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Ecosystem services

Ecosystem services

In ecology, ecosystem services are the multitude of benefits that an ecosystem provides to society.

Ecosystem services can be divided into four categories:

  • provisioning: are characterized by the ability of humans to obtain products from ecosystems, such as food, water and resources, including wood, oil and genetic resources and medicines
  • regulating: Regulating services are categorised as any benefit obtained from the natural processes and functioning of ecosystems. Examples include climate regulation, flood regulation and other natural hazard regulation, pollination, water purification and more.
  • cultural: Cultural services include non-material benefits that people can obtain from ecosystems. These include spiritual enrichment, intellectual development, recreation and aesthetic values.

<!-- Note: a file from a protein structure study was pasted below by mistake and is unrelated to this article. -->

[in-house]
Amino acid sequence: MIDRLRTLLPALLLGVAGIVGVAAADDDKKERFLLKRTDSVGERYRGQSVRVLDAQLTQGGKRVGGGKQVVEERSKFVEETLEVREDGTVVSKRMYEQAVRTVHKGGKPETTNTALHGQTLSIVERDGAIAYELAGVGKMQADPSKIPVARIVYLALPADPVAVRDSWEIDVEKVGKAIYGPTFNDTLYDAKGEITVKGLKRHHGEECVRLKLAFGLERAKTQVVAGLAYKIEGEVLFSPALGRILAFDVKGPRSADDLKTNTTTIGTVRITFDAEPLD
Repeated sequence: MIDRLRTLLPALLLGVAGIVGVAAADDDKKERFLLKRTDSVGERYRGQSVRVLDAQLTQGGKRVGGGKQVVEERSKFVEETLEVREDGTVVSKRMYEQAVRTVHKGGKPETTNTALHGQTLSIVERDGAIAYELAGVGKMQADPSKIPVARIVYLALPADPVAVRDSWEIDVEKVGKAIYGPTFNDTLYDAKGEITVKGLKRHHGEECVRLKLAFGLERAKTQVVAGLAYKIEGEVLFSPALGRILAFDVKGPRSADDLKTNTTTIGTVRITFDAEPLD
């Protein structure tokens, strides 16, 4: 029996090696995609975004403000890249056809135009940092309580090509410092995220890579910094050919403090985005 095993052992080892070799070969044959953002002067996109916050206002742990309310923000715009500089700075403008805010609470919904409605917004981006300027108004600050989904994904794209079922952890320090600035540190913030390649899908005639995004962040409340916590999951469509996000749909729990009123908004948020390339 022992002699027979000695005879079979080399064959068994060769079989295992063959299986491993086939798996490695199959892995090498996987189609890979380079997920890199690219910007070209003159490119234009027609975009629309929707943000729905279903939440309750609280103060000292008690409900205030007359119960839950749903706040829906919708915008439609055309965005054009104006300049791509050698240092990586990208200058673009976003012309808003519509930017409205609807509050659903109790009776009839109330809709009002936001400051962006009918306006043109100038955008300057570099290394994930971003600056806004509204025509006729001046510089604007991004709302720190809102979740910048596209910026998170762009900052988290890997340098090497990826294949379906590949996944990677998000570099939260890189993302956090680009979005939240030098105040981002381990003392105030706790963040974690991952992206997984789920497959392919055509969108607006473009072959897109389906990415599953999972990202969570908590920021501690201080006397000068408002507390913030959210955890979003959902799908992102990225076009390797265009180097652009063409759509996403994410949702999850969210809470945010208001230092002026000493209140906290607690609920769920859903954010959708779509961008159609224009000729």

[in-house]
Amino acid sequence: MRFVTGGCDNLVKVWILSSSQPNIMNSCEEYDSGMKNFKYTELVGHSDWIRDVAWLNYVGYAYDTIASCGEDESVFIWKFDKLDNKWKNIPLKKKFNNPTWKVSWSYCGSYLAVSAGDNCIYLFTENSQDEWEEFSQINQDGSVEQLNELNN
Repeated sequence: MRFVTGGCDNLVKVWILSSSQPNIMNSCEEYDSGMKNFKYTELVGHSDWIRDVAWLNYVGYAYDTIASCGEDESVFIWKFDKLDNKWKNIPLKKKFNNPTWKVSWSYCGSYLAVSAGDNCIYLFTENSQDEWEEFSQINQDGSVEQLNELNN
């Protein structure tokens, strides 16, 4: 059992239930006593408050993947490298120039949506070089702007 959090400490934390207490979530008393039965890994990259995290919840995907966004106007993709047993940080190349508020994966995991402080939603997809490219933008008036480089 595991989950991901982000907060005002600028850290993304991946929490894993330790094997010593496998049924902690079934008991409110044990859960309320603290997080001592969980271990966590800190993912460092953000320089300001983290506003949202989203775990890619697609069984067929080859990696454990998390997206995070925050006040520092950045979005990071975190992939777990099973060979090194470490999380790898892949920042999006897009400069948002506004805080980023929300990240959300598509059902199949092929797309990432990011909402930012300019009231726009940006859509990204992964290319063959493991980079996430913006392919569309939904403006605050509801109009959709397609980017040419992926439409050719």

• supporting: those which relate to habitat functioning themselves, and therefore influence survival. For example, photosynthesis, the water cycle and nutrient cycles are the basis of ecosystems, which in turn allow us to support ourselves.

Marine ecosystems can provide plenty of services to humans. The link between changes in the ecological status and the services provided is very complex. Local and global stressors and pressures to a marine ecosystem can cause the loss of the ecosystem services provided, which in turn can affect the environmental, social and economic domains.

Example of services provided by a healthy coral reef (Woodhead et al., 2019 )

  • Provisioning: subsistence and commercial fisheries attained from healthy reefs
  • Regulating: protection of beaches and coastlines from storm surges and waves
  • Cultural: tourism and recreation opportunities
  • Supporting: nursery habitats for many marine species